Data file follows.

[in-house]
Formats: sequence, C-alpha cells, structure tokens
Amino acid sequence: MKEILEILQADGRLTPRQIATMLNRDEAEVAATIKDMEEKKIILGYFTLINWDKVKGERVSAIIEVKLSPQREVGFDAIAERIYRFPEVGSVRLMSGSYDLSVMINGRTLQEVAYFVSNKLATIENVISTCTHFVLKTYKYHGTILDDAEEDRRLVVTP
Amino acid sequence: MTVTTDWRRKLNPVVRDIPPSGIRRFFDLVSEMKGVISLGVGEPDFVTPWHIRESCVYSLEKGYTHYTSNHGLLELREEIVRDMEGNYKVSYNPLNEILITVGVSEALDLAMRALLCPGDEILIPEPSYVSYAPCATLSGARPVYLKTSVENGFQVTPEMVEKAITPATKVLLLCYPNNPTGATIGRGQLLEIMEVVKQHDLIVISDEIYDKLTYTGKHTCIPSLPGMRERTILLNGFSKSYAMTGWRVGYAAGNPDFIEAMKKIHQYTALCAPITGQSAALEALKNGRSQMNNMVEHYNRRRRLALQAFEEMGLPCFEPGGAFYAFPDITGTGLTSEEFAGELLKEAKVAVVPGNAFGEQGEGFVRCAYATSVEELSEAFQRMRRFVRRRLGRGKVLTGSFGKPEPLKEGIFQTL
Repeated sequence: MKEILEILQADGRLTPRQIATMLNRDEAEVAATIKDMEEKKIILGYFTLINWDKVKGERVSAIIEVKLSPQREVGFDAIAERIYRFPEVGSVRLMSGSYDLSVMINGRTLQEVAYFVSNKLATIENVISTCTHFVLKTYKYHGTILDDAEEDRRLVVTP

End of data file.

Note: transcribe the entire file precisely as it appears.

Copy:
[in-house]
Formats: sequence, C-alpha cells, structure tokens
Amino acid sequence: MKEILEILQADGRLTPRQIATMLNRDEAEVAATIKDMEEKKIILGYFTLINWDKVKGERVSAIIEVKLSPQREVGFDAIAERIYRFPEVGSVRLMSGSYDLSVMINGRTLQEVAYFVSNKLATIENVISTCTHFVLKTYKYHGTILDDAEEDRRLVVTP
Amino acid sequence: MTVTTDWRRKLNPVVRDIPPSGIRRFFDLVSEMKGVISLGVGEPDFVTPWHIRESCVYSLEKGYTHYTSNHGLLELREEIVRDMEGNYKVSYNPLNEILITVGVSEALDLAMRALLCPGDEILIPEPSYVSYAPCATLSGARPVYLKTSVENGFQVTPEMVEKAITPATKVLLLCYPNNPTGATIGRGQLLEIMEVVKQHDLIVISDEIYDKLTYTGKHTCIPSLPGMRERTILLNGFSKSYAMTGWRVGYAAGNPDFIEAMKKIHQYTALCAPITGQSAALEALKNGRSQMNNMVEHYNRRRRLALQAFEEMGLPCFEPGGAFYAFPDITGTGLTSEEFAGELLKEAKVAVVPGNAFGEQGEGFVRCAYATSVEELSEAFQRMRRFVRRRLGRGKVLTGSFGKPEPLKEGIFQTL
Repeated sequence: MKEILEILQADGRLTPRQIATMLNRDEAEVAATIKDMEEKKIILGYFTLINWDKVKGERVSAIIEVKLSPQREVGFDAIAERIYRFPEVGSVRLMSGSYDLSVMINGRTLQEVAYFVSNKLATIENVISTCTHFVLKTYKYHGTILDDAEEDRRLVVTP